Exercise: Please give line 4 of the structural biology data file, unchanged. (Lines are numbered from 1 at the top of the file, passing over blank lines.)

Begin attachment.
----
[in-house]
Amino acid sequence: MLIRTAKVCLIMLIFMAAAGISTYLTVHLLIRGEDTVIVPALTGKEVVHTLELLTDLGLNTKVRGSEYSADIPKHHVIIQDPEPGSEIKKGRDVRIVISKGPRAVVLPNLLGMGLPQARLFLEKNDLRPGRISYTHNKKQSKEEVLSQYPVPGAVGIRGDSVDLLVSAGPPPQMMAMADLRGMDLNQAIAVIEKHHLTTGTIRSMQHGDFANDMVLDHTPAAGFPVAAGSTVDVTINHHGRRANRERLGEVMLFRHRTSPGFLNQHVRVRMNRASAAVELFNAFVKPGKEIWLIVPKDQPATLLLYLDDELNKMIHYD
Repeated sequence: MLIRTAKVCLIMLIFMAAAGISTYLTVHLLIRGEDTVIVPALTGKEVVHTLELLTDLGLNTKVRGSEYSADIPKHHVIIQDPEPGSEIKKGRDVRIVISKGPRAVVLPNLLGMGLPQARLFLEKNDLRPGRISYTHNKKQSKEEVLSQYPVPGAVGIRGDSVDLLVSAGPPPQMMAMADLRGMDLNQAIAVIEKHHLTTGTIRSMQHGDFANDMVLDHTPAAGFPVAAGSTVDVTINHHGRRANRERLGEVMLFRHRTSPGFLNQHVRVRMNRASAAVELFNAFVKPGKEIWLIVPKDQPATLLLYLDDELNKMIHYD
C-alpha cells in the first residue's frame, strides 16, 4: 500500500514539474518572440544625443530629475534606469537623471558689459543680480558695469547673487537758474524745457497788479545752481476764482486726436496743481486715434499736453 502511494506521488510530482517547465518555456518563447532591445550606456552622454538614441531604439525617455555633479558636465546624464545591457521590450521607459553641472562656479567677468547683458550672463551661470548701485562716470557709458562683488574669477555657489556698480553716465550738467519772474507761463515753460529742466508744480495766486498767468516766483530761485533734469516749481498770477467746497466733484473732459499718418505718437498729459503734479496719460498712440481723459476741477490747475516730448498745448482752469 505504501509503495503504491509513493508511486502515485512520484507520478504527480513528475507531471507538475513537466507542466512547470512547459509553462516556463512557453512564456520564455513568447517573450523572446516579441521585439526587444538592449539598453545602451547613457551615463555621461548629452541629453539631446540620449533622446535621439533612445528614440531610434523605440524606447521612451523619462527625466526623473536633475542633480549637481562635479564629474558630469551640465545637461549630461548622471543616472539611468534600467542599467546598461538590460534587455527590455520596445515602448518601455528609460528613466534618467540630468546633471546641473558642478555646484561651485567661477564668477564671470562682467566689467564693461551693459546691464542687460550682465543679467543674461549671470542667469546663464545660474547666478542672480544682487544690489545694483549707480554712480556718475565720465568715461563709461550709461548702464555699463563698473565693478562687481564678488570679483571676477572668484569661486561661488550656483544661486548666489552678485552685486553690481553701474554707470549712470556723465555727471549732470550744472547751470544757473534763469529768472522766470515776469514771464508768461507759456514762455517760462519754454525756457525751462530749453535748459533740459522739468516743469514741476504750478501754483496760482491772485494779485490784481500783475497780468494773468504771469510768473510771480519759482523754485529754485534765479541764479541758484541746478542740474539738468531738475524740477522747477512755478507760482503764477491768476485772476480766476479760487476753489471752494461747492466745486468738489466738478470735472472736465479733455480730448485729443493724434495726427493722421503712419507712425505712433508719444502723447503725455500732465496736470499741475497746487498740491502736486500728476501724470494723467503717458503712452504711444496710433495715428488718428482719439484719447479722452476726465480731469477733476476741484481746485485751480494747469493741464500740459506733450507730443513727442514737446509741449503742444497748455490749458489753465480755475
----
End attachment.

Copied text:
C-alpha cells in the first residue's frame, strides 16, 4: 500500500514539474518572440544625443530629475534606469537623471558689459543680480558695469547673487537758474524745457497788479545752481476764482486726436496743481486715434499736453 502511494506521488510530482517547465518555456518563447532591445550606456552622454538614441531604439525617455555633479558636465546624464545591457521590450521607459553641472562656479567677468547683458550672463551661470548701485562716470557709458562683488574669477555657489556698480553716465550738467519772474507761463515753460529742466508744480495766486498767468516766483530761485533734469516749481498770477467746497466733484473732459499718418505718437498729459503734479496719460498712440481723459476741477490747475516730448498745448482752469 505504501509503495503504491509513493508511486502515485512520484507520478504527480513528475507531471507538475513537466507542466512547470512547459509553462516556463512557453512564456520564455513568447517573450523572446516579441521585439526587444538592449539598453545602451547613457551615463555621461548629452541629453539631446540620449533622446535621439533612445528614440531610434523605440524606447521612451523619462527625466526623473536633475542633480549637481562635479564629474558630469551640465545637461549630461548622471543616472539611468534600467542599467546598461538590460534587455527590455520596445515602448518601455528609460528613466534618467540630468546633471546641473558642478555646484561651485567661477564668477564671470562682467566689467564693461551693459546691464542687460550682465543679467543674461549671470542667469546663464545660474547666478542672480544682487544690489545694483549707480554712480556718475565720465568715461563709461550709461548702464555699463563698473565693478562687481564678488570679483571676477572668484569661486561661488550656483544661486548666489552678485552685486553690481553701474554707470549712470556723465555727471549732470550744472547751470544757473534763469529768472522766470515776469514771464508768461507759456514762455517760462519754454525756457525751462530749453535748459533740459522739468516743469514741476504750478501754483496760482491772485494779485490784481500783475497780468494773468504771469510768473510771480519759482523754485529754485534765479541764479541758484541746478542740474539738468531738475524740477522747477512755478507760482503764477491768476485772476480766476479760487476753489471752494461747492466745486468738489466738478470735472472736465479733455480730448485729443493724434495726427493722421503712419507712425505712433508719444502723447503725455500732465496736470499741475497746487498740491502736486500728476501724470494723467503717458503712452504711444496710433495715428488718428482719439484719447479722452476726465480731469477733476476741484481746485485751480494747469493741464500740459506733450507730443513727442514737446509741449503742444497748455490749458489753465480755475